“America’s Gun Problem Explained,” Vox</a>&#8221; class=&#8221;aligncenter size-full&#8221; /><a href="">“America’s Gun Problem Explained,” Vox</a>

“America’s Gun Problem Explained,” Vox” class=”aligncenter size-full” />“America’s Gun Problem Explained,” Vox

For teens in the United States, the Center for Disease Prevention and Control (CDC) indicates suicide has become the second leading cause of death. And yet, we’ve struggled to address how to keep guns out of the hands of those who are mentally ill or clinically depressed or conduct even minimal background checks on a national level.

Women Are Much More Likely To Be Killed By Their Partners

In that crowded venue, there were probably dozens of women who bore the marks of abuse and domestic violence, hidden carefully under long sleeve shirts or foundation and concealer. Half of all women killed are murdered by romantic partners, with 93% of homicides of women committed by a current or former intimate partner. Women are 11 times more likely to be killed by a firearm in America than any other developed nation in the world.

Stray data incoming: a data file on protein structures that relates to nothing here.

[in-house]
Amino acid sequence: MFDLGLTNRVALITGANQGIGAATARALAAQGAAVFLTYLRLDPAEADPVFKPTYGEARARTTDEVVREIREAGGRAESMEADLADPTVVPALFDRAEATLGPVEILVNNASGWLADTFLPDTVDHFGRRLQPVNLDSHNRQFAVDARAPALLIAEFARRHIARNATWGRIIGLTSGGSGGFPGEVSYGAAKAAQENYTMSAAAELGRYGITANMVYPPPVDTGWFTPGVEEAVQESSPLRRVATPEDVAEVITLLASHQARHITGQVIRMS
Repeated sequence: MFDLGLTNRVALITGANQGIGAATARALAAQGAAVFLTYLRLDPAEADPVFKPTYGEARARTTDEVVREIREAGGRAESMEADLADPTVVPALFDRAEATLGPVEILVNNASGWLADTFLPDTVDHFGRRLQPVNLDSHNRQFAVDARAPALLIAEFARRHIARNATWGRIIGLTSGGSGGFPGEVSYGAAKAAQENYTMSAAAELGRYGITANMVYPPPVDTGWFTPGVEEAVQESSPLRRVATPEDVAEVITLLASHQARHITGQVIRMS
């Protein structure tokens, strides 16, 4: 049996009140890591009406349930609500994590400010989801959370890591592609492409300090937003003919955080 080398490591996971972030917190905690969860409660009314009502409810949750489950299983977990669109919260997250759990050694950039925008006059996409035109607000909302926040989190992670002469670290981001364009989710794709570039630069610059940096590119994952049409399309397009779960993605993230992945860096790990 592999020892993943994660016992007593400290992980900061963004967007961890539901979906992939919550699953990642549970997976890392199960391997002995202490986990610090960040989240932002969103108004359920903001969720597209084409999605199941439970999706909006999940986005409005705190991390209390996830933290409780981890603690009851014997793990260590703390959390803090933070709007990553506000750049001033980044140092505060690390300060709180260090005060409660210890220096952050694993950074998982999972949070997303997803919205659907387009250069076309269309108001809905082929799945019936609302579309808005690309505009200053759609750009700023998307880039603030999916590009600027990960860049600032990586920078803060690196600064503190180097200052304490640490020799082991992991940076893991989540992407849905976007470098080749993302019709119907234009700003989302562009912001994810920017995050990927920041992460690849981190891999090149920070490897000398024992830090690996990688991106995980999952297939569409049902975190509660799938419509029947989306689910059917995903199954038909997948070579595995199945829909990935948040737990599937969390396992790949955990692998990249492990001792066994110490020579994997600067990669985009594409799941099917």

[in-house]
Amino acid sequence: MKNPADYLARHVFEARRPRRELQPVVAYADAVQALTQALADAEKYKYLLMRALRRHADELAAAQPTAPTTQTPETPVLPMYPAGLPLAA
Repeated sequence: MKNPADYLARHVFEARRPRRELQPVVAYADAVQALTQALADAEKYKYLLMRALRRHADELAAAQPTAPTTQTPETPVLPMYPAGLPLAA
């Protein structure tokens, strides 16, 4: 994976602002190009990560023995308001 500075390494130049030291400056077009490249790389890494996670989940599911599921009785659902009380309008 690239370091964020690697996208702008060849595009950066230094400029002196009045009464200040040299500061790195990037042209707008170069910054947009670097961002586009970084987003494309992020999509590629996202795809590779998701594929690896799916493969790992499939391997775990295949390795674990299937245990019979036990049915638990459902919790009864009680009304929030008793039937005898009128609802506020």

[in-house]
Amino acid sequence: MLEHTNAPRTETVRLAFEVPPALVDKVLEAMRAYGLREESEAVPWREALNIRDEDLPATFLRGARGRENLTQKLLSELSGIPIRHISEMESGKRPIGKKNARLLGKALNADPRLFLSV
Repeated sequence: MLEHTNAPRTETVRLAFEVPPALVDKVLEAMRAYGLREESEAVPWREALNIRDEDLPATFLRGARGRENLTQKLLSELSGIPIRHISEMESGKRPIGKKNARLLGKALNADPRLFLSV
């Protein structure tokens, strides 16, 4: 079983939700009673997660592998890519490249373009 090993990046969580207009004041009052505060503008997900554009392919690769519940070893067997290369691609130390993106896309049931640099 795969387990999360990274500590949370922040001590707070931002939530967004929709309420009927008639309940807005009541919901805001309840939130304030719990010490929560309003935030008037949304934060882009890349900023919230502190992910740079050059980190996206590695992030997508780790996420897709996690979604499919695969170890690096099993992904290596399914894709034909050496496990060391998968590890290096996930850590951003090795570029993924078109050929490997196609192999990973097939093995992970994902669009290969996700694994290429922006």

One of the most common denominators among mass shooters, who are predominately men, has been a history of domestic violence and battery. Take for instance this shooting, which happened in my neighborhood just a few months ago.

Woman warned Draper police hours before deadly shooting in Sandy

A mother and her six-year-old son died in the middle of the street, gunned down by a man who had become increasingly agitated at her efforts to break off a relationship. She’d attempted to file a restraining order against him and warned police just a few days before the shooting that she was being stalked.

And yet a majority of states in America do not restrict access to firearms for those who have committed domestic violence or are under a restraining order.

Why the Suspected Texas Shooter’s Domestic Violence History Didn’t Keep Him From Owning Guns</a>” — Mother Jones&#8221; class=&#8221;aligncenter size-full&#8221; />“<a href="">Why the Suspected Texas Shooter’s Domestic Violence History Didn’t Keep Him From Owning Guns</a>” — Mother Jones

Why the Suspected Texas Shooter’s Domestic Violence History Didn’t Keep Him From Owning Guns” — Mother Jones” class=”aligncenter size-full” />“Why the Suspected Texas Shooter’s Domestic Violence History Didn’t Keep Him From Owning Guns” — Mother Jones